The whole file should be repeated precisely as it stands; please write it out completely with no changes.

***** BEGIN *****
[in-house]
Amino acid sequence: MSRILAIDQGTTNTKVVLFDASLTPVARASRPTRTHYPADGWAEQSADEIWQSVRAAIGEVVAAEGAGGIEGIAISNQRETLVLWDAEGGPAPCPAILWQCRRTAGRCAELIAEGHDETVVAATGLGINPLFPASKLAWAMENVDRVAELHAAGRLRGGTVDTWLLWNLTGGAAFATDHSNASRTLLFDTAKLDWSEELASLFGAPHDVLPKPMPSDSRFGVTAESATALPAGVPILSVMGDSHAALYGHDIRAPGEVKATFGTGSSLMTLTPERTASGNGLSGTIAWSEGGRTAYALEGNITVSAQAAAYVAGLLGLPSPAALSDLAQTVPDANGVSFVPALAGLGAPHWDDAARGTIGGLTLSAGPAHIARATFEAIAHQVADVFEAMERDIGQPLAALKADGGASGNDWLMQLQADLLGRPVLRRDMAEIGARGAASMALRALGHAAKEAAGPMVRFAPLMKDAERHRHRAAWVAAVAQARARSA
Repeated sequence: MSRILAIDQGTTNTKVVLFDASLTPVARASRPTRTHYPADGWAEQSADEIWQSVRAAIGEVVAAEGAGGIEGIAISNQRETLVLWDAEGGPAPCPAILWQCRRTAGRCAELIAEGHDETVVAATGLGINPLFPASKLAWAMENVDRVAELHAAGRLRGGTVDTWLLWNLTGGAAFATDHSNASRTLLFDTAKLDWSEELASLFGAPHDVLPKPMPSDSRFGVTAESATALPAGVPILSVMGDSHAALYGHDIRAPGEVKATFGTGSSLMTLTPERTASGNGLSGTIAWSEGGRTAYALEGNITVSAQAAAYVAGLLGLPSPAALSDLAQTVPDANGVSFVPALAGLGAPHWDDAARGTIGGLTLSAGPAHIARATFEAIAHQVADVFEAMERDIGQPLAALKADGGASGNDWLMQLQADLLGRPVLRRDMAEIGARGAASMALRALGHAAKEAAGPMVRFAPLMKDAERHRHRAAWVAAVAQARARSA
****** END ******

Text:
[in-house]
Amino acid sequence: MSRILAIDQGTTNTKVVLFDASLTPVARASRPTRTHYPADGWAEQSADEIWQSVRAAIGEVVAAEGAGGIEGIAISNQRETLVLWDAEGGPAPCPAILWQCRRTAGRCAELIAEGHDETVVAATGLGINPLFPASKLAWAMENVDRVAELHAAGRLRGGTVDTWLLWNLTGGAAFATDHSNASRTLLFDTAKLDWSEELASLFGAPHDVLPKPMPSDSRFGVTAESATALPAGVPILSVMGDSHAALYGHDIRAPGEVKATFGTGSSLMTLTPERTASGNGLSGTIAWSEGGRTAYALEGNITVSAQAAAYVAGLLGLPSPAALSDLAQTVPDANGVSFVPALAGLGAPHWDDAARGTIGGLTLSAGPAHIARATFEAIAHQVADVFEAMERDIGQPLAALKADGGASGNDWLMQLQADLLGRPVLRRDMAEIGARGAASMALRALGHAAKEAAGPMVRFAPLMKDAERHRHRAAWVAAVAQARARSA
Repeated sequence: MSRILAIDQGTTNTKVVLFDASLTPVARASRPTRTHYPADGWAEQSADEIWQSVRAAIGEVVAAEGAGGIEGIAISNQRETLVLWDAEGGPAPCPAILWQCRRTAGRCAELIAEGHDETVVAATGLGINPLFPASKLAWAMENVDRVAELHAAGRLRGGTVDTWLLWNLTGGAAFATDHSNASRTLLFDTAKLDWSEELASLFGAPHDVLPKPMPSDSRFGVTAESATALPAGVPILSVMGDSHAALYGHDIRAPGEVKATFGTGSSLMTLTPERTASGNGLSGTIAWSEGGRTAYALEGNITVSAQAAAYVAGLLGLPSPAALSDLAQTVPDANGVSFVPALAGLGAPHWDDAARGTIGGLTLSAGPAHIARATFEAIAHQVADVFEAMERDIGQPLAALKADGGASGNDWLMQLQADLLGRPVLRRDMAEIGARGAASMALRALGHAAKEAAGPMVRFAPLMKDAERHRHRAAWVAAVAQARARSA